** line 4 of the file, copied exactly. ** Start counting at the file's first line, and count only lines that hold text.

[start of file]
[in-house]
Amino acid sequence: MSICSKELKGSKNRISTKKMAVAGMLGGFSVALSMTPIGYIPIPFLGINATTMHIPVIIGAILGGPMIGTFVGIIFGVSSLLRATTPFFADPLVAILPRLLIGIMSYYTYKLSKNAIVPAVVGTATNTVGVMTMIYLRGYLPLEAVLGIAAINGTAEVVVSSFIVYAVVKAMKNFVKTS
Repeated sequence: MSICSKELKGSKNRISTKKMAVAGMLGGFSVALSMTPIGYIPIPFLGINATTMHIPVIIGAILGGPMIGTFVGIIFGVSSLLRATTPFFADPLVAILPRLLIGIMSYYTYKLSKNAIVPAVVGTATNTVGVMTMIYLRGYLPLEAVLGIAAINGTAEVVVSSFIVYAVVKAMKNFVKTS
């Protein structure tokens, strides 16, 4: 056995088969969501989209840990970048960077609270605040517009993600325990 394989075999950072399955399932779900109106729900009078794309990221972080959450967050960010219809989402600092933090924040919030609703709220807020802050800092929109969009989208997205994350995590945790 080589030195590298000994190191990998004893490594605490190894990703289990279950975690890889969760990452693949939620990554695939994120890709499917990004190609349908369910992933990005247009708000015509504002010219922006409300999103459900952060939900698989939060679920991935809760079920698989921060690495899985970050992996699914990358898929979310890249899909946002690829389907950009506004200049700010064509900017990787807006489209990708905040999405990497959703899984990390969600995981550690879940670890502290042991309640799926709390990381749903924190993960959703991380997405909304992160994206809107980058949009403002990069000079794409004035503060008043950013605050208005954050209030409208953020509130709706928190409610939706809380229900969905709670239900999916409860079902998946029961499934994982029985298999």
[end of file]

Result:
């Protein structure tokens, strides 16, 4: 056995088969969501989209840990970048960077609270605040517009993600325990 394989075999950072399955399932779900109106729900009078794309990221972080959450967050960010219809989402600092933090924040919030609703709220807020802050800092929109969009989208997205994350995590945790 080589030195590298000994190191990998004893490594605490190894990703289990279950975690890889969760990452693949939620990554695939994120890709499917990004190609349908369910992933990005247009708000015509504002010219922006409300999103459900952060939900698989939060679920991935809760079920698989921060690495899985970050992996699914990358898929979310890249899909946002690829389907950009506004200049700010064509900017990787807006489209990708905040999405990497959703899984990390969600995981550690879940670890502290042991309640799926709390990381749903924190993960959703991380997405909304992160994206809107980058949009403002990069000079794409004035503060008043950013605050208005954050209030409208953020509130709706928190409610939706809380229900969905709670239900999916409860079902998946029961499934994982029985298999």